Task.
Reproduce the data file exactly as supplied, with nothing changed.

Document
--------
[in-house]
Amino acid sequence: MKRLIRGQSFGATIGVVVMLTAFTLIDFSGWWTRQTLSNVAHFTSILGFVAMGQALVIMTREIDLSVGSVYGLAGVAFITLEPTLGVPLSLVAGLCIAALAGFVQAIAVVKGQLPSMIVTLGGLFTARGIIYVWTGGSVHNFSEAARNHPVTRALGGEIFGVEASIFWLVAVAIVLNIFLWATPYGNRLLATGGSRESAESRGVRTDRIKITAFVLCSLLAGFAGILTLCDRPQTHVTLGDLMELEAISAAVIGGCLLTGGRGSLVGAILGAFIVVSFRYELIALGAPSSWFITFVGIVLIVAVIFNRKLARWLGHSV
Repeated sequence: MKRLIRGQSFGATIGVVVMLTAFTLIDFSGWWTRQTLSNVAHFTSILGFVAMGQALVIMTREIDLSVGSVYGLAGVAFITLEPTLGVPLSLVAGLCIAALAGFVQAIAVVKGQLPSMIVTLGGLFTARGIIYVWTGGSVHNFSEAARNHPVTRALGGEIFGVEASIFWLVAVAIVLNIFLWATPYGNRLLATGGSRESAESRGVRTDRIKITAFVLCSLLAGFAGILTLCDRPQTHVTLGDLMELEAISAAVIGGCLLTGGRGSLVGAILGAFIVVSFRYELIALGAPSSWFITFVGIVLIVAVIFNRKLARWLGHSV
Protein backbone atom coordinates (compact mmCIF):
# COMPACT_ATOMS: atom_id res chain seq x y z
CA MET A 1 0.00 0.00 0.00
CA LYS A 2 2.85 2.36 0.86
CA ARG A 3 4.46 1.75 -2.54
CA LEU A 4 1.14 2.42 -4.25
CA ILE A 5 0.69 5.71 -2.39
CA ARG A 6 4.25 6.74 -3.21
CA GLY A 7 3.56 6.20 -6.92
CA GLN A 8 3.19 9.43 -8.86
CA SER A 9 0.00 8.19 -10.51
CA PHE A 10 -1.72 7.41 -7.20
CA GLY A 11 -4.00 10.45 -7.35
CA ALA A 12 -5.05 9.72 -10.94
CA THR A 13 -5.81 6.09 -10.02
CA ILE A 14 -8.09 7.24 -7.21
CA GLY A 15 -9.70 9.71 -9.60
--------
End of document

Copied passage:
[in-house]
Amino acid sequence: MKRLIRGQSFGATIGVVVMLTAFTLIDFSGWWTRQTLSNVAHFTSILGFVAMGQALVIMTREIDLSVGSVYGLAGVAFITLEPTLGVPLSLVAGLCIAALAGFVQAIAVVKGQLPSMIVTLGGLFTARGIIYVWTGGSVHNFSEAARNHPVTRALGGEIFGVEASIFWLVAVAIVLNIFLWATPYGNRLLATGGSRESAESRGVRTDRIKITAFVLCSLLAGFAGILTLCDRPQTHVTLGDLMELEAISAAVIGGCLLTGGRGSLVGAILGAFIVVSFRYELIALGAPSSWFITFVGIVLIVAVIFNRKLARWLGHSV
Repeated sequence: MKRLIRGQSFGATIGVVVMLTAFTLIDFSGWWTRQTLSNVAHFTSILGFVAMGQALVIMTREIDLSVGSVYGLAGVAFITLEPTLGVPLSLVAGLCIAALAGFVQAIAVVKGQLPSMIVTLGGLFTARGIIYVWTGGSVHNFSEAARNHPVTRALGGEIFGVEASIFWLVAVAIVLNIFLWATPYGNRLLATGGSRESAESRGVRTDRIKITAFVLCSLLAGFAGILTLCDRPQTHVTLGDLMELEAISAAVIGGCLLTGGRGSLVGAILGAFIVVSFRYELIALGAPSSWFITFVGIVLIVAVIFNRKLARWLGHSV
Protein backbone atom coordinates (compact mmCIF):
# COMPACT_ATOMS: atom_id res chain seq x y z
CA MET A 1 0.00 0.00 0.00
CA LYS A 2 2.85 2.36 0.86
CA ARG A 3 4.46 1.75 -2.54
CA LEU A 4 1.14 2.42 -4.25
CA ILE A 5 0.69 5.71 -2.39
CA ARG A 6 4.25 6.74 -3.21
CA GLY A 7 3.56 6.20 -6.92
CA GLN A 8 3.19 9.43 -8.86
CA SER A 9 0.00 8.19 -10.51
CA PHE A 10 -1.72 7.41 -7.20
CA GLY A 11 -4.00 10.45 -7.35
CA ALA A 12 -5.05 9.72 -10.94
CA THR A 13 -5.81 6.09 -10.02
CA ILE A 14 -8.09 7.24 -7.21
CA GLY A 15 -9.70 9.71 -9.60